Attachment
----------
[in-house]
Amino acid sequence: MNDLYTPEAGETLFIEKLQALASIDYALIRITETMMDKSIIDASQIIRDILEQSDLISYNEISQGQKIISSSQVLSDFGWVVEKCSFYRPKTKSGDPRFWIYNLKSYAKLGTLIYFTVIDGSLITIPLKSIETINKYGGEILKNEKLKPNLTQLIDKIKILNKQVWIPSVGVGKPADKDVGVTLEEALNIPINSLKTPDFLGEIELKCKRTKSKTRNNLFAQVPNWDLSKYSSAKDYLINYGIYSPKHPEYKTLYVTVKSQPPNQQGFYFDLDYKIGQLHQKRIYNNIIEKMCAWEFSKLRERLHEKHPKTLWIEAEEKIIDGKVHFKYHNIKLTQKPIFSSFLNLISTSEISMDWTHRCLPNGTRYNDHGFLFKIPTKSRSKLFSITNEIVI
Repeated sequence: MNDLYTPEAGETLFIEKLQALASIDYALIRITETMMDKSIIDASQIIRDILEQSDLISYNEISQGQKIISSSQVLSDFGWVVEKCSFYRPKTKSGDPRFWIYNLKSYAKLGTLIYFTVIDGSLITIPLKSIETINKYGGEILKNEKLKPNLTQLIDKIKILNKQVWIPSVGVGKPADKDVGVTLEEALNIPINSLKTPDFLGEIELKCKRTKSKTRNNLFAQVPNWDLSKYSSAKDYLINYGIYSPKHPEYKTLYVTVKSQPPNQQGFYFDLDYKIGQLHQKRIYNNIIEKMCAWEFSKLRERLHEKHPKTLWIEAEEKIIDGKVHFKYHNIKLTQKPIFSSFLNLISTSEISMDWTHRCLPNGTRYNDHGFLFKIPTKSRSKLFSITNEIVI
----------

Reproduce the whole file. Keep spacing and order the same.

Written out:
[in-house]
Amino acid sequence: MNDLYTPEAGETLFIEKLQALASIDYALIRITETMMDKSIIDASQIIRDILEQSDLISYNEISQGQKIISSSQVLSDFGWVVEKCSFYRPKTKSGDPRFWIYNLKSYAKLGTLIYFTVIDGSLITIPLKSIETINKYGGEILKNEKLKPNLTQLIDKIKILNKQVWIPSVGVGKPADKDVGVTLEEALNIPINSLKTPDFLGEIELKCKRTKSKTRNNLFAQVPNWDLSKYSSAKDYLINYGIYSPKHPEYKTLYVTVKSQPPNQQGFYFDLDYKIGQLHQKRIYNNIIEKMCAWEFSKLRERLHEKHPKTLWIEAEEKIIDGKVHFKYHNIKLTQKPIFSSFLNLISTSEISMDWTHRCLPNGTRYNDHGFLFKIPTKSRSKLFSITNEIVI
Repeated sequence: MNDLYTPEAGETLFIEKLQALASIDYALIRITETMMDKSIIDASQIIRDILEQSDLISYNEISQGQKIISSSQVLSDFGWVVEKCSFYRPKTKSGDPRFWIYNLKSYAKLGTLIYFTVIDGSLITIPLKSIETINKYGGEILKNEKLKPNLTQLIDKIKILNKQVWIPSVGVGKPADKDVGVTLEEALNIPINSLKTPDFLGEIELKCKRTKSKTRNNLFAQVPNWDLSKYSSAKDYLINYGIYSPKHPEYKTLYVTVKSQPPNQQGFYFDLDYKIGQLHQKRIYNNIIEKMCAWEFSKLRERLHEKHPKTLWIEAEEKIIDGKVHFKYHNIKLTQKPIFSSFLNLISTSEISMDWTHRCLPNGTRYNDHGFLFKIPTKSRSKLFSITNEIVI